• J S
    I am so glad this turned out happily. My grandmother had a similar experience, but it did not turnout well. Grandma had a very good Japanese BFF who lived in the US for nearly 20 years before she moved back to Japan. This was in the days before the Internet became available to the general public, so they wrote to each other often. I remember the stacks of letters Grandma kept. The last letter she received from her friend, she wrote she was coming back to the US and I remember Grandma was so happy and it seems like she was 20 years younger after receiving that letter. Sadly, her friend never returned to the US because she lived in Kobe, and about 4 months after she wrote the letter, the Great Hanshin Earthquake struck and killed more than 6,000 residents of Kobe. Grandma's friend was among the dead. Our family was so afraid for her because of the deep depression Grandma went into. Even though Grandma was not a Buddhist, she had made shrine in the style of a Japanese butsudan in an alcove of her house in memory of her friend.
  • i think this shows the true nature of Japanese people with how much they all wanted to help and even though there is a language barrier i can tell how sincere they are
  • JeremySolo
    I think 'soulmate' is an often misused term. Its always about love, but its not always about romance. The fact that these two found each other as children when they needed each other the most, even coming from very different backrounds and even a language barrier, and they simply fit together. How many people can you remember from 3rd grade?? Yet they continued to think about each other, and consider each other best friends for 30 years. And again, they simply fit together. Love is an amazing thing. And friendship can be just as powerful as romance. If not more so.
  • san t
    Fukue was bullied in school, yet she was so important to 1 person that after so many years and no contact this 1 person flew across the world to find her again. How beautiful! Never doubt how special you are Fukue
  • Muireann
    This was so heartwarming and a really special tribute to how important friendship is in our lives, well done Jessa and Fukue for finding each other again and making it all happen - thank you for uploading this.
  • Rice Lily
    That’s so wonderful that you found each other again after so many years. I know first hand how difficult it is to keep in touch with people who live abroad after forming such a close bond. Definitely a miracle. I’m very happy for you and Fukue.
  • sharon D
    That raw emotional trauma bullying causes just breaks my heart. When will it ever end. I'm so glad you found each other again. You made Fukue feel so special and valued and she needed that after what she's been through. You both have beautiful souls!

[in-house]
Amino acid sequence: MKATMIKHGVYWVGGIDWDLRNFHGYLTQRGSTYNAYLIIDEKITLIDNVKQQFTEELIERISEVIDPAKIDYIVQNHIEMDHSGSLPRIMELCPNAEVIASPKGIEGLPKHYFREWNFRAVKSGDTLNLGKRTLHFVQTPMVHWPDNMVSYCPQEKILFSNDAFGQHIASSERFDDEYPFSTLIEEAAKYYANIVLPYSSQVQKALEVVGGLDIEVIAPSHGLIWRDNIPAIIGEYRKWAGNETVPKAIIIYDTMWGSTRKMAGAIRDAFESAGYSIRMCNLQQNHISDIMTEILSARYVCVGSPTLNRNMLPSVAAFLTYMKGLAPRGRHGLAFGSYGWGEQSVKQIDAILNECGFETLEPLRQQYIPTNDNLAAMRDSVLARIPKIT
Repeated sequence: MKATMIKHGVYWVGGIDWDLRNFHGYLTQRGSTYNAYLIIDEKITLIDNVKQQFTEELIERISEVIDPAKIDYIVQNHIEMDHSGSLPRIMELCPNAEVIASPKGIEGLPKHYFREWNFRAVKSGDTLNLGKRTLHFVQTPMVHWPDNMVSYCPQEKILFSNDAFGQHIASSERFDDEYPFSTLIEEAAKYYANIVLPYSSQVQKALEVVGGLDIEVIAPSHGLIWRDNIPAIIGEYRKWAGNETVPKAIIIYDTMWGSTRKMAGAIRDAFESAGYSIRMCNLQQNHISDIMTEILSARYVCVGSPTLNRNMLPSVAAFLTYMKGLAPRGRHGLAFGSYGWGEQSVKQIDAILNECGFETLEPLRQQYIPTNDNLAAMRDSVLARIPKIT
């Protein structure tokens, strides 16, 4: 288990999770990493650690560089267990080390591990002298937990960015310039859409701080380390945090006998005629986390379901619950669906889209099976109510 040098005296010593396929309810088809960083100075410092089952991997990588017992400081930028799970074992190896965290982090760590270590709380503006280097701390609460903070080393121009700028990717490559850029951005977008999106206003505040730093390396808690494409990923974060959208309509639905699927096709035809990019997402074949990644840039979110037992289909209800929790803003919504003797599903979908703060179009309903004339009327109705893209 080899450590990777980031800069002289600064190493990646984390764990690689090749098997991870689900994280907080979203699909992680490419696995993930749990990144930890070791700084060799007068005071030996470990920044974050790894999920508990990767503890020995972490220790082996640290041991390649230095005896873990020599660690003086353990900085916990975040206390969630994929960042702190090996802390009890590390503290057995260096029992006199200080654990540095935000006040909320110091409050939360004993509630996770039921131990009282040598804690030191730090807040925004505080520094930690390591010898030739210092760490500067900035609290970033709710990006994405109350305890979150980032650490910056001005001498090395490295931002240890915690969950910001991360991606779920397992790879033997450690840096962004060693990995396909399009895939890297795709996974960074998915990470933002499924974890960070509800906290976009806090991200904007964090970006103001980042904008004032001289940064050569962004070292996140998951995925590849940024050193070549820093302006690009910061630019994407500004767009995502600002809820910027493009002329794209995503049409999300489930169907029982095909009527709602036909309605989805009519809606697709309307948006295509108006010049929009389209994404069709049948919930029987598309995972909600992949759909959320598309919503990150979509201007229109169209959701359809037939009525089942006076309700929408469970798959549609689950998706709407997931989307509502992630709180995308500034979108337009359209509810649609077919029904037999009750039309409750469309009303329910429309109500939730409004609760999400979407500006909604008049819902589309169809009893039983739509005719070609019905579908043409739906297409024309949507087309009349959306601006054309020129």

• Paul Sharpe
    I lost touch with a school friend when he emigrated to Western Australia and divorce.
    We parted with unspoken friction.
    Many years later I began my search on the internet until I finally tracked him down.
    There after we wrote and called regularly until his untimely death earlier this year.
    I am so glad we renewed our friendship and I understand completely how deep the bonds are.
    Well done!
  • Misty Vaughn
    This is my 3rd time watching this. Nothing is more beautiful than the journey of two friends reuniting.
  • Ezed
    Fukue is like that friend you met on steam that was last online 7 years ago.
  • Lillie Hodges
    I was crying. I’m so happy you found her and that she was doing well.
  • charli bee
    So sweet. I would’ve loved to hear more from Fukue and her life, along with where she is now. It’s lovely to see so many people were happy to help Jess on the mission to find her old friend. Aaaa this was so heartwarming to see 💖
  • Navin
    The whole story was emotional. It brought tears to my eyes, when I heard Fukue's voice over the phone.

    Now I have decided to search for my friend. 18 years have passed. No trace of him online though. Thanks for the motivation Jessica.
  • Hansy
    We really need to do something about kids and bullying. It seems like a problem that has been there forever and doesn't go away. Kids don't understand what they are actually doing to their victim.
    Another typical problem is that schools will move the victim to another school, instead of the bullies, which is just so odd. The bullies does't get punished at all.
  • Keith Cleaver
    Jessa ( Jessica Stuart ), I just watched your incredible, heart warming story "Finding Fukue", my goodness what a uber powerful journey you took ( and took the viewers on ). Your dedication to one friend for 30 + years is so incredible. I hope that you and Fukue-san still write and speak to each other regularly.
  • Roza ZB
    The principal remembers everything and still keeps old yearbooks. Amazing. He's so caring and involved with his students.